“The chickensh** club” is a phrase coined by James Comey after he was US attorney for the Southern District of New York back in 2002. The title means he was head of an office of over 200 assistant US attorneys. Several months into his job, Comey, who would later head the FBI for four years before being dismissed by US President Donald Trump in 2017 in what some saw as an obstruction-of-justice move, called a staff meeting.
As reported by Jesse Eisinger in his book, The Chickensh** Club: Why the Justice Department Fails to Prosecute Executives, “Comey asked the seated prosecutors a question, ‘Who here has never had an acquittal or a hung jury. Please raise your hand.’ The go-getters and resume builders in the office were ready. This group thought themselves the best trial lawyers in the country. Hands shot up. Backs straightened in preparation for praise. Comey looked at his flock with approbation. ‘You are members of what we like to call the Chickensh** Club’.”
Prosecutors who had never lost a case were prosecutors who had never dared to take tough cases. White collar cases are the toughest to make and there are multiple reasons for this. They tend to take place in linguistic fogs. Instead of money taken at the point of a gun, it’s taken by promises and claims that can be made to appear as merely over-ambitious, misunderstandings of complex rules, just careless, or actually made by underlings.
Donald Trump has been playing those games his whole life in white-collar crime court cases he has faced, as did his father before him, as have his children, his foundation, his company, and his associates. Rich white collar defendants have lots of money for their defences. Money throws enough muck around the courtroom to befuddle jurors and bedazzle judges so much that they throw their hands up inconclusively.
If a wealthy white-collar person is convicted, expect their attorneys to appeal. In recent decades the Supreme Court has reversed very solid white collar convictions and federal appeals courts have followed that lead. These have given very clear signals to prosecutors.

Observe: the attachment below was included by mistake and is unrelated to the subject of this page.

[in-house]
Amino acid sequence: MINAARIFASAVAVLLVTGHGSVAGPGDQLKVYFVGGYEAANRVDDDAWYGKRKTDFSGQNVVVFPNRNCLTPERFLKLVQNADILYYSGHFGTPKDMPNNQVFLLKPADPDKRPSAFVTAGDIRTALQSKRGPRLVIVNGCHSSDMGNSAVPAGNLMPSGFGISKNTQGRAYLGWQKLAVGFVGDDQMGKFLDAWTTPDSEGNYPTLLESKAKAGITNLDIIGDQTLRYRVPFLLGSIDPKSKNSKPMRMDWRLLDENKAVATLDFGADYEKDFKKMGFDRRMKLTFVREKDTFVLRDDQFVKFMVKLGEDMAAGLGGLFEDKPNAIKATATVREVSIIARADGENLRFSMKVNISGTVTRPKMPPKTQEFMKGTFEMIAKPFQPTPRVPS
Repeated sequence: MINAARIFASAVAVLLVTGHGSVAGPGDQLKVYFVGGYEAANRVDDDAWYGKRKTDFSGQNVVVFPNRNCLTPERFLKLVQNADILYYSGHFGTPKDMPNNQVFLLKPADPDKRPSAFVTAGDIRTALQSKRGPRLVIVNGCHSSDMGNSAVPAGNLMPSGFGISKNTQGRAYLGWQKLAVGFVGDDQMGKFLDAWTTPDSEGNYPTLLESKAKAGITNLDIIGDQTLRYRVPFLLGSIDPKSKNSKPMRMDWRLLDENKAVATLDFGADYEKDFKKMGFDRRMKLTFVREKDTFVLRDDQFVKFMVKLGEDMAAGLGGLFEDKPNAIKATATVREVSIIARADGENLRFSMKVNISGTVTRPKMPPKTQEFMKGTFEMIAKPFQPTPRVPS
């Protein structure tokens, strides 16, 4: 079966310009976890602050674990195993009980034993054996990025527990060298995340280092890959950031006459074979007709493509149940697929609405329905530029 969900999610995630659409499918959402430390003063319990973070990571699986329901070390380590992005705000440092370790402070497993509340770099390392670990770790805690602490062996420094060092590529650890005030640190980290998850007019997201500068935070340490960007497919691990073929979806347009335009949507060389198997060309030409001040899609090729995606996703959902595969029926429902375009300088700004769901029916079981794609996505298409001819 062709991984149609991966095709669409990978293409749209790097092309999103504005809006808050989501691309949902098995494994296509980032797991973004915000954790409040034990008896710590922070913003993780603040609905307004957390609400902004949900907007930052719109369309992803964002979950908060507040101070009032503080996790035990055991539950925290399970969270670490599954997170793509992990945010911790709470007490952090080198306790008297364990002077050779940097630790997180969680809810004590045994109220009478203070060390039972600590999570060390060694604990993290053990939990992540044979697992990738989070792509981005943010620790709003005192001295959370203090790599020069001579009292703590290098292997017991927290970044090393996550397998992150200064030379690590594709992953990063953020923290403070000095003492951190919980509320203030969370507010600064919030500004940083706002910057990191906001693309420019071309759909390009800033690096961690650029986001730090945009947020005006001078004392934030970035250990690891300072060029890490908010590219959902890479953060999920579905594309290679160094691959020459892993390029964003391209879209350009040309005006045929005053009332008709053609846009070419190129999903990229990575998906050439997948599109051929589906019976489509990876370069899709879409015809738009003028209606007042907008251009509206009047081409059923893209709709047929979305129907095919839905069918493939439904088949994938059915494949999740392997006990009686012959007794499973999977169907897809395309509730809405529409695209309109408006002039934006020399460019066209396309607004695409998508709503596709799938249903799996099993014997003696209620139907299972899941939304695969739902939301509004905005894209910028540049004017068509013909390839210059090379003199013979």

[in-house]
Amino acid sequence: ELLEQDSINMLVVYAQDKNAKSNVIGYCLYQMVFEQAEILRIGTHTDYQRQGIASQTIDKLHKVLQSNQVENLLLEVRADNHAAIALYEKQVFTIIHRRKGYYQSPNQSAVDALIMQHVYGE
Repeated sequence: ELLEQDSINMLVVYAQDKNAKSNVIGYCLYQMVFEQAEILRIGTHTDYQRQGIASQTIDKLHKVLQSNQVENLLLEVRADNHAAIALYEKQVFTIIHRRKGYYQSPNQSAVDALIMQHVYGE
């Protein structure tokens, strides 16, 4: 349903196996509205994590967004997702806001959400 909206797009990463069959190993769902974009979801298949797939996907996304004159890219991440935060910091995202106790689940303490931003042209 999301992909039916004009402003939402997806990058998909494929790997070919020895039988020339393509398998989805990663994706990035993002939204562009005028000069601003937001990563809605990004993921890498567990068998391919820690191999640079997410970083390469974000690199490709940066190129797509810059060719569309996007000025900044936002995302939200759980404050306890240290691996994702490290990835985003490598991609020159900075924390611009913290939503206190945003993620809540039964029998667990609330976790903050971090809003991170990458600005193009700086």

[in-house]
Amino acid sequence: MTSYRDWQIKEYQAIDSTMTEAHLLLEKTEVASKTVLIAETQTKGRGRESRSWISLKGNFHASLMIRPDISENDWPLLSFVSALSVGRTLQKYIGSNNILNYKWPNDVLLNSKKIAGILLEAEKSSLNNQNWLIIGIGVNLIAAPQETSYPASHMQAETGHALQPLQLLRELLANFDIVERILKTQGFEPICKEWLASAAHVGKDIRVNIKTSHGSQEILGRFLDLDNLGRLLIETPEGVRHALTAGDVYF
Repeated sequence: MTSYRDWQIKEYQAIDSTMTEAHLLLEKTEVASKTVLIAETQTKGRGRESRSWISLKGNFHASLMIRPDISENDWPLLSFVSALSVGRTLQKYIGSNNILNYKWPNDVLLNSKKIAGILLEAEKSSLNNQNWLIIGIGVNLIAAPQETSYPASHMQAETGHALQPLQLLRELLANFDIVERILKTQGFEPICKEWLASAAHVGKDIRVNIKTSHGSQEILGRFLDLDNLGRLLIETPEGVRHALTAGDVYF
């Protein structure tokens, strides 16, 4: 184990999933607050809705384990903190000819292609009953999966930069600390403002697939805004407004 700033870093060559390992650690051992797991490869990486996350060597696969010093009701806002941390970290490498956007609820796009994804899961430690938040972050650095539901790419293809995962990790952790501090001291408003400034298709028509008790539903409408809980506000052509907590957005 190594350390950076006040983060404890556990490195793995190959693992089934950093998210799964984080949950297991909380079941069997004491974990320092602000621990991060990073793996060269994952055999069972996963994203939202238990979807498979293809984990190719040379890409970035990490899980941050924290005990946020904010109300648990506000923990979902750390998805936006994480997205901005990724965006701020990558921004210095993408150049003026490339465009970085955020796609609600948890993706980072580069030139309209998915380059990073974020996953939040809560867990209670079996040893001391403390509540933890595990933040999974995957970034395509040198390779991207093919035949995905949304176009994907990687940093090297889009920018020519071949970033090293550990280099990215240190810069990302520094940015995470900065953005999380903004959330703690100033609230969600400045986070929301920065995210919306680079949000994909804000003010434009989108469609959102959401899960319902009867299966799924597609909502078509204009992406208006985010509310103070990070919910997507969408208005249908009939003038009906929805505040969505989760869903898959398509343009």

Special Counsel Robert Mueller sent out clear – though silent – signals before the release of the report that he had joined the chickensh** club. He didn’t indict Donald Trump, Jr and Jared Kushner for possible offences they may have committed, like lying to Congress and failing to disclose foreign contacts, and then interview them, if they were to be charged. That would have set up an interview with the president himself.
According to Attorney General Robert Barr’s letter, the report takes the most chickensh** position possible. “The Special Counsel […] did not draw a conclusion – one way or the other […] Instead […] the report sets out evidence on both sides [… while it] does not conclude the President committed a crime, it also does not exonerate him.”
Barr himself and his deputy, Rod Rosenstein, are much more definitive. They have concluded that the evidence “is not sufficient to establish that the President committed an obstruction-of-justice offense.”
It is absolutely and irrefutably clear that the media and the Democrats wagered far too much on the Mueller report.
The big, and well-known facts, remain. The Russians worked very hard to get Trump elected. Trump publicly called on them for help and instantly received it. He has not only praised Russian President Vladimir Putin – he told us all, on television, that he trusted him more than US intelligence services – but has also taken political positions that strengthen Russia and weaken America in international affairs.
Barr’s summary – and possibly the report itself saying: “The Special Counsel did not find that the Trump campaign, or anyone associated with it, conspired or coordinated with the Russian government …” seems to conclusively end the issue of “collusion”, and allows the other issues to be swept out the door along with it.
This will, without doubt, empower the president and his supporters. He is the Teflon Don made huge. Untouchable. Invulnerable. A winner.
It will arouse – even outrage – many of his opponents, including the heads of key House of Representatives committees, like Jerry Nadler (judiciary committee), Adam Schiff (intelligence committee), and Elijah J Cummings (oversight committee). It will entice district attorneys, state attorney generals, and even other federal prosecutors to go for the glory of getting Trump when the great Mueller failed.
Remember that Presidents Andrew Jackson, Howard Taft, and William McKinley, presidential candidates Thomas Dewey and John Kerry and Mayor Rudolph Giuliani all gained notice as prosecutors or district attorneys, as did a multitude of congressmen, senators, and supreme court justices.
Trump will be more adamant, more intransigent, more arrogant, and even more blatantly untruthful.
Democrats will push harder and harder. At the same time, they will likely focus their presidential primaries on finding who can beat Trump.
Trump and his allies will ignore subpoenas and other norms and treat Congress with contempt.
It is hard to imagine a conclusion or a breaking point in the conflict, except one that is caused by external events – perhaps a war or a stock market crash.
The views expressed in this article are the author’s own and do not necessarily reflect Al Jazeera’s editorial stance.